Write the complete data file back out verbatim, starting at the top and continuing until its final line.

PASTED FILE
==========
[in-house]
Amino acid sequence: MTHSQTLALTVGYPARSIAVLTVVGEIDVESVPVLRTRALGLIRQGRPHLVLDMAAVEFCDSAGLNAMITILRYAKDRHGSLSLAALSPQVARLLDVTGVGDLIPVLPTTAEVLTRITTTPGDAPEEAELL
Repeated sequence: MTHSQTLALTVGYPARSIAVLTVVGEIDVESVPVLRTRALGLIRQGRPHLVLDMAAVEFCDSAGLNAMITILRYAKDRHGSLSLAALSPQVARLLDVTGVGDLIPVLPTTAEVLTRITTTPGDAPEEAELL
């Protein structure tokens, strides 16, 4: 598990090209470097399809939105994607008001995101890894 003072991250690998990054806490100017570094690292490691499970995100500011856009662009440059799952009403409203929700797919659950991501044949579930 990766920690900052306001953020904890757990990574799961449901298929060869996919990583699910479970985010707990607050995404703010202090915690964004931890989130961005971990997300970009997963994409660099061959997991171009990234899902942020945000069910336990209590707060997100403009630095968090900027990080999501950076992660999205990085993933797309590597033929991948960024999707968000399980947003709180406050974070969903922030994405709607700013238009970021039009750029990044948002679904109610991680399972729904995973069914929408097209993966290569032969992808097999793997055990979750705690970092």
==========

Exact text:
[in-house]
Amino acid sequence: MTHSQTLALTVGYPARSIAVLTVVGEIDVESVPVLRTRALGLIRQGRPHLVLDMAAVEFCDSAGLNAMITILRYAKDRHGSLSLAALSPQVARLLDVTGVGDLIPVLPTTAEVLTRITTTPGDAPEEAELL
Repeated sequence: MTHSQTLALTVGYPARSIAVLTVVGEIDVESVPVLRTRALGLIRQGRPHLVLDMAAVEFCDSAGLNAMITILRYAKDRHGSLSLAALSPQVARLLDVTGVGDLIPVLPTTAEVLTRITTTPGDAPEEAELL
């Protein structure tokens, strides 16, 4: 598990090209470097399809939105994607008001995101890894 003072991250690998990054806490100017570094690292490691499970995100500011856009662009440059799952009403409203929700797919659950991501044949579930 990766920690900052306001953020904890757990990574799961449901298929060869996919990583699910479970985010707990607050995404703010202090915690964004931890989130961005971990997300970009997963994409660099061959997991171009990234899902942020945000069910336990209590707060997100403009630095968090900027990080999501950076992660999205990085993933797309590597033929991948960024999707968000399980947003709180406050974070969903922030994405709607700013238009970021039009750029990044948002679904109610991680399972729904995973069914929408097209993966290569032969992808097999793997055990979750705690970092």